The Efficiency Exchange project, to be delivered byUniversities UK and JISC, supported by HEFCE and theLeadership Foundation, will help higher educationprofessionals discover and share innovative ways to delivergreater efficiency and transformation within their institutions.Universities UK (UUK) and JISC will be making the EfficiencyExchange
blog site available in February. Its initialpurpose will be to facilitate the ‘sector-led’ conversation thatwill be a vital part of ensuring that the service evolves inresponse to the needs of higher education professionals, aswell as providing a channel for expert opinion and knowledgeto be shared via guest blogs and partner content.An online survey will also be launched in February to gatheryour views on the opportunities, challenges and themeswithin the efficiency agenda that are most important to you.The findings from the survey will form the basis of aprogramme of engagement which will include workshops withpractitioners and an inter-professional feedback session withkey professional groups. This will give rise to action plans formapping resources, mobilising inter-professional communitiesof practice and commissioning new content.Other efficiency news:
Universities UK host the Efficiency in Higher Education:second annual conference on 26 February, with keynotespeakers including Professor Ian Diamond, SarahGillinson of the Innovation Unit and Professor MartynHarrow of JISC.
A joint UUK/Department for Business, Innovation andSkills (BIS) workshop on efficiency in higher education on23 November 2012 was standing room only and provideda rich exchange of views with senior officials within BIS,including Dr Graeme Reid, Head of Research Funding.BIS has requested a follow-up event in 2013. The keymessage was the importance of robust evidence-basedcommunication about progress to officials in BIS and HMTreasury. Ministers Vince Cable and David Willettsconfirmed their approval of the progress being made in afollow-up meeting with Professor Ian Diamond.The Efficiency Exchange project team looks forward toengaging widely to ensure that the service meets your needs.To learn more or contribute your ideas, please contact: IanPowling, Project Manager, E.Ian.Powling@UniversitiesUK.ac.ukand follow us onTwitter #EfficiencyExchange.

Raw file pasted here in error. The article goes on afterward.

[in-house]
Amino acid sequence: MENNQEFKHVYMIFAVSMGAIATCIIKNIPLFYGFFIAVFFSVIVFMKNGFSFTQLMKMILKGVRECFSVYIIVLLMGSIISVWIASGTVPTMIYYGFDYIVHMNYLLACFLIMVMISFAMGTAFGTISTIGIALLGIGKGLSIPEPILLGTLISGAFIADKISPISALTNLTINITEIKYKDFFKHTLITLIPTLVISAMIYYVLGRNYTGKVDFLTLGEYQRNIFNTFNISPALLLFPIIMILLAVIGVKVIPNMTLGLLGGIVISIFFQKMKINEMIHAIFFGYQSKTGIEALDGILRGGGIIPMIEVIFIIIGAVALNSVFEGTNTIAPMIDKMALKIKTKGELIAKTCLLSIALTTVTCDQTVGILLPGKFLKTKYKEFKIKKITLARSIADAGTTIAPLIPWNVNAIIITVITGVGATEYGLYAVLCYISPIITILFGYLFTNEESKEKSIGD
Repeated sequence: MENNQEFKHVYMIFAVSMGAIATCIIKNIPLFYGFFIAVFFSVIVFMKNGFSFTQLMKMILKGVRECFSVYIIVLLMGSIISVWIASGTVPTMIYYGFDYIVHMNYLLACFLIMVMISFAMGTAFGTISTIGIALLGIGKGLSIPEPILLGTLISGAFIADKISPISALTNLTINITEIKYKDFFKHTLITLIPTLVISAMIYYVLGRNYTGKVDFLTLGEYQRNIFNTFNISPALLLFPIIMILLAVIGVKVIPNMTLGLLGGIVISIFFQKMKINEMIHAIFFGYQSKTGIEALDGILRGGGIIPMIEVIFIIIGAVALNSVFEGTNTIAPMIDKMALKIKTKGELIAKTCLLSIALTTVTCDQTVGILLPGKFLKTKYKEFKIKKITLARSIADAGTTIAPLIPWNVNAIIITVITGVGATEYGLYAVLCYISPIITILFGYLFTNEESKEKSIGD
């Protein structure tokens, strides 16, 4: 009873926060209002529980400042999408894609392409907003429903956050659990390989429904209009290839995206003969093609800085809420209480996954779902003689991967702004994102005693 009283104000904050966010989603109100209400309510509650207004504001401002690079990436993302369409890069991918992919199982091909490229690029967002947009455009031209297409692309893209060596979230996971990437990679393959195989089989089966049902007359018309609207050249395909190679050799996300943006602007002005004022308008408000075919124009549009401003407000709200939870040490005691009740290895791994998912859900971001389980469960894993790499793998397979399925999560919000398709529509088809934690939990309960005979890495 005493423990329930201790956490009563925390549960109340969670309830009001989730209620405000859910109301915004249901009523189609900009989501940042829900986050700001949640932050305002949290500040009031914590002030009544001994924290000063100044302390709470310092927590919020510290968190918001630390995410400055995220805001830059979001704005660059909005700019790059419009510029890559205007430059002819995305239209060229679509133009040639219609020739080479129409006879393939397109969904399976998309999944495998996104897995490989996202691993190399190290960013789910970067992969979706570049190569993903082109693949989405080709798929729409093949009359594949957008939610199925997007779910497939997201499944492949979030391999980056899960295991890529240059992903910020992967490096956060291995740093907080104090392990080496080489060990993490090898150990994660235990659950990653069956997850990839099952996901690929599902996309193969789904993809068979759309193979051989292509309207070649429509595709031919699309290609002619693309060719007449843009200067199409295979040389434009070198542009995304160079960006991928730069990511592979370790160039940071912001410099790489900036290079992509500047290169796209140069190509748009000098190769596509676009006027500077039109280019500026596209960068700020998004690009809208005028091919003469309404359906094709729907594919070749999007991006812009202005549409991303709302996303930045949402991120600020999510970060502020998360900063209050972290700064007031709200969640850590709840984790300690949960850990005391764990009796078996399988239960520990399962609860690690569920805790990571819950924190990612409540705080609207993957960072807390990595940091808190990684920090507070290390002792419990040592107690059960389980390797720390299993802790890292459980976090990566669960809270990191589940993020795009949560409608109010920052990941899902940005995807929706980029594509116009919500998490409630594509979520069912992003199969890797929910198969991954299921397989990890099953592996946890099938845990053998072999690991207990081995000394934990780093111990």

Update on the Efficiency Exchange project
The state-of-the-art £89 millionTechnology and Innovation Centre(TIC) at the University ofStrathclyde, currently underconstruction, represents thesingle biggest investment inresearch capacity in the history ofthe University.Developed with industry, forindustry, the Technology andInnovation Centre has alreadyattracted major partners includingScottish and Southern Energy,the Weir Group, ScottishPowerand other cross-sectoralcompanies, with financial backingfrom Scottish Enterprise and theScottish Funding Council.The Technology and Innovation Centre’s 25,000 metre square landmark building will house specialist shared and flexiblelaboratory facilities, enabling up to 1,200 researchers, engineers and project managers from academia and industry to work side-by-side in the heart of Glasgow. Planned research areas include: power and energy; renewable technologies;photonics and sensors; advanced engineering; pharmaceutical manufacturing and bio-nano systems.The building has been designed to facilitate a step-change in engagement between university researchers and industry. Thisnew way of thinking is already informing the development of research and education across the University, wheremultidisciplinary teams are being brought together to combine strengths in engineering, science, business, humanities andthe social sciences.The TIC building will include a welcoming and highly transparent base forming a ‘shop window’ for the work taking place,combined with cutting-edge research space, a top-class conferencing and event facility, cafe and exhibition areas. A centralatrium will allow natural light to flood every level of the building.The TIC has been designed with low carbon principles to the fore and project targets include a BREEAM rating ofExcellent; class leading building fabric performance; class leading air leakage rates; high thermal mass; mixed mode passivedisplacement ventilation systems; water recycling to provide adiabatic cooling; potential for culvert ventilation (underinvestigation); low and zero carbon energy supplies.Professor Sir Jim McDonald, Principal and Vice-Chancellor at Strathclyde said:“Strathclyde's Technology and Innovation Centre will help transform Glasgow and Scotlands' research and industrialinnovation landscape. Based on our reputation for high quality research with industrial impact and relevance, it will attractmulti-millions of pounds of inward investment to the city, drive global business, growth and create jobs.”The Technology and Innovation Centre will officially open in 2014.
£89m Technology and Innovation Centreunder construction at Strathclyde
Technology and Innovation Centre, University of Strathclyde